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Sudan Humanitarian Fund Annual Report 2019

Pays
Soudan
Sources
OCHA
Date de publication
Origine
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SHF 2019 ANNUAL REPORT

2019 IN REVIEW

This Annual Report presents information on the achievements of the Sudan Humanitarian Fund during the 2019 calendar year. However, because grant allocation, project implementation and reporting processes often take place over multiple years (CBPFs are designed to support ongoing and evolving humanitarian responses), the achievement of CBPFs are reported in two distinct ways:

Information on allocations granted in 2019 (shown in blue). This method considers intended impact of the allocations rather than achieved results as project implementation and reporting often continues into the subsequent year and results information is not immediately available at the time of publication of annual reports.

Results reported in 2019 attributed to allocations granted in 2019 and prior years (shown in orange). This method provides a more complete picture of achievements during a given calendar year but includes results from allocations that were granted in previous years. This data is extracted from final narrative reports approved between 1 February 2019 - 31 January 2020.

Figures for people targeted and reached may include double counting as individuals often receive aid from multiple cluster/sectors.

Contribution recorded based on the exchange rate when the cash was received which may differ from the Certified Statement of Accounts that records contributions based on the exchange rate at the time of the pledge.

2019 IN REVIEW

HUMANITARIAN CONTEXT

In August 2019, a transitional government was formed with a 39-month mandate following months of civil unrest that was partly fueled by a deepening economic crisis, and which saw the removal of the previous longstanding regime. Cash and fuel shortages negatively impacted people in need as well as the ability of humanitarian aid workers to deliver assistance. The transitional government prioritized peace and ending the economic crisis, priorities that are closely linked with the drivers of humanitarian needs in the country. Sudan has a protracted humanitarian situation due to a combination of factors such as large scale internal displacement as a result of protracted conflict, and lack of investment in social services like health care, education and water and sanitation.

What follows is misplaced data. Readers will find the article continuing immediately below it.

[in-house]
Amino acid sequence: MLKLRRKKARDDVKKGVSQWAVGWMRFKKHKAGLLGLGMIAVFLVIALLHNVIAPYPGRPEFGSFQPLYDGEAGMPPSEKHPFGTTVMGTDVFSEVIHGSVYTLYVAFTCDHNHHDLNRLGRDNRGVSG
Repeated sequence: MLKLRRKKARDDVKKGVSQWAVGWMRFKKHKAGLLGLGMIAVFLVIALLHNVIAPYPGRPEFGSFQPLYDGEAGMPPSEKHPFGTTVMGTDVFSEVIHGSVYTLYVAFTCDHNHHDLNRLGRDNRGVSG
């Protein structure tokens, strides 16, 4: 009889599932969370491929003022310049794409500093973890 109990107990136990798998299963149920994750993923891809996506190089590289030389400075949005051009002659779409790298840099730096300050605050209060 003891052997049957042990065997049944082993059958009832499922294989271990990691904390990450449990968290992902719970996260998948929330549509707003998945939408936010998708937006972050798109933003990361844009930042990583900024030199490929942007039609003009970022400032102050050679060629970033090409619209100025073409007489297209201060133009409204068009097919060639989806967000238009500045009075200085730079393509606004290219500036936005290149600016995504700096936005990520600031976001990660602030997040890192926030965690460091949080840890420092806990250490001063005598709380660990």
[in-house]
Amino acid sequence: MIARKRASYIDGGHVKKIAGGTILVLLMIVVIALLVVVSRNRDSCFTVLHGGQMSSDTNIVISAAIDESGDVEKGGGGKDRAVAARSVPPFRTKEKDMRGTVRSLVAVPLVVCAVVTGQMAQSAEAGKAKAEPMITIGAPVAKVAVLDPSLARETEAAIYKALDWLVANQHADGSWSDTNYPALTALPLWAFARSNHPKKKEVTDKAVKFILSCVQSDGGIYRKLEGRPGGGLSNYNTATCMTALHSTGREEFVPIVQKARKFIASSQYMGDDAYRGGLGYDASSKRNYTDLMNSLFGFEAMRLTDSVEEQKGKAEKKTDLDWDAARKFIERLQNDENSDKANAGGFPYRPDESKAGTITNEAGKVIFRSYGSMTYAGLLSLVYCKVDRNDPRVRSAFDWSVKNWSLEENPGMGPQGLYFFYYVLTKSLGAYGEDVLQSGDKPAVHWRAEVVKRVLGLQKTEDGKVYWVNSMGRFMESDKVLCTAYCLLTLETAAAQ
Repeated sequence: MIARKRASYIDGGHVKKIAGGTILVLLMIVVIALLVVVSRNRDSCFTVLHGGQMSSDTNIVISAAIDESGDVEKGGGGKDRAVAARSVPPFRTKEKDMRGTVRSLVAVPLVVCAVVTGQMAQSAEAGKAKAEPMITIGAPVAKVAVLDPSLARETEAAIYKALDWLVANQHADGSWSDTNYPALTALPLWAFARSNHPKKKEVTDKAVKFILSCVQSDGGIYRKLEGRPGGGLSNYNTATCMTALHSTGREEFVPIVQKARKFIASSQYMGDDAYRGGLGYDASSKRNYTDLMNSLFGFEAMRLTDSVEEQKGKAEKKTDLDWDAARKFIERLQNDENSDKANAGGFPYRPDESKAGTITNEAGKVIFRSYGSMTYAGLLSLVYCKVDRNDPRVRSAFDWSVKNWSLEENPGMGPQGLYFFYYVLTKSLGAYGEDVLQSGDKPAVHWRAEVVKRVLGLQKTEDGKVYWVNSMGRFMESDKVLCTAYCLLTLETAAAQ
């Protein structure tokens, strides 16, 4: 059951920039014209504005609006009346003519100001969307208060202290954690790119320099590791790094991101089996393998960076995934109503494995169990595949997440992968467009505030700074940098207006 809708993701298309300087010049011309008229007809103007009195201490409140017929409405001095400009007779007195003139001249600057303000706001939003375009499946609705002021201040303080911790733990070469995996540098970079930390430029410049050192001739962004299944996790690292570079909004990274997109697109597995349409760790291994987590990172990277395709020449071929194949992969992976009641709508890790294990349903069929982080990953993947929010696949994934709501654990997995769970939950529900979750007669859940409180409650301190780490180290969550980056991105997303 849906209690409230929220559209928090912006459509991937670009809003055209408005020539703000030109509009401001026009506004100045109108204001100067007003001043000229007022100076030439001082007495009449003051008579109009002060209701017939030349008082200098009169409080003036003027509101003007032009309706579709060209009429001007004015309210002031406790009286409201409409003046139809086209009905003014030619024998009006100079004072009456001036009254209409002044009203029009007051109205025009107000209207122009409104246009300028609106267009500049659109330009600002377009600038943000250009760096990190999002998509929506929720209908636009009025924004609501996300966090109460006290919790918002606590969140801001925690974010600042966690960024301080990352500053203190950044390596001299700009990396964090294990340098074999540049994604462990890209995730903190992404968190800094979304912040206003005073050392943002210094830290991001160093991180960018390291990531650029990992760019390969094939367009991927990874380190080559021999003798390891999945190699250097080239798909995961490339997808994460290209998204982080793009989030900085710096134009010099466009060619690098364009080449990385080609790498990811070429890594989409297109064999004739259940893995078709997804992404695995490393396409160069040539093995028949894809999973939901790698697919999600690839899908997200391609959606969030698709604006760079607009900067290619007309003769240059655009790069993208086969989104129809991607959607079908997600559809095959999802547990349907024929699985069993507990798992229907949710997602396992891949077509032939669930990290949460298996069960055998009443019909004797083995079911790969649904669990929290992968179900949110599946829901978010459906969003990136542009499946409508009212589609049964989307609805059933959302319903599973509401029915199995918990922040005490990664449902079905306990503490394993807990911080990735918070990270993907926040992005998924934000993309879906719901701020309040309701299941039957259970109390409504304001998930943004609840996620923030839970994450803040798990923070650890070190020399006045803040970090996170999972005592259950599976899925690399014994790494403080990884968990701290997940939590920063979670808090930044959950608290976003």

Despite the opportunities opened by the political transition, the deepening economic crisis – with high prices for food and other key goods - and lack of durable solutions for 1.87 million people living in displacement meant that more people required humanitarian assistance. By the second half of 2019, it became apparent that a growing number of people in areas outside the conflict zones of the Darfur states, South Kordofan and Blue Nile, such as the Red Sea,
Gedaref, Kassala, and Gezira, as well as in urban centres, including Khartoum, required humanitarian assistance.

Improved Humanitarian Access
In the past three years, there had been some improvements in the humanitarian access environment, but this was accelerated by the transitional government. The government reduced travel restrictions on internal movement of aid workers and committed to allowing humanitarian access across the entire country. In October 2019, the requirement for travel permits to access conflict-affected areas in parts of South Kordofan, Blue Nile, and Jebel Marra in Darfur was lifted. This resulted in faster approvals for travel. As a result of improving access, aid agencies were able to reach and aid vulnerable people in parts of Jebel Marra that are not under the control of the government, and which had not been reached in several years. In addition, engagement with both factions of the Sudan People’s Liberation Movement - North (SPLM-N) in South Kordofan and Blue Nile resulted in several high-profile missions, including the visit by the global head of WFP, to those areas and the delivery of humanitarian assistance. However, many NGOs continue to have challenges in some geographical areas. In addition, parts of Jebel Marra, South Kordofan and Blue Nile that are not under government control cannot be accessed from within Sudan.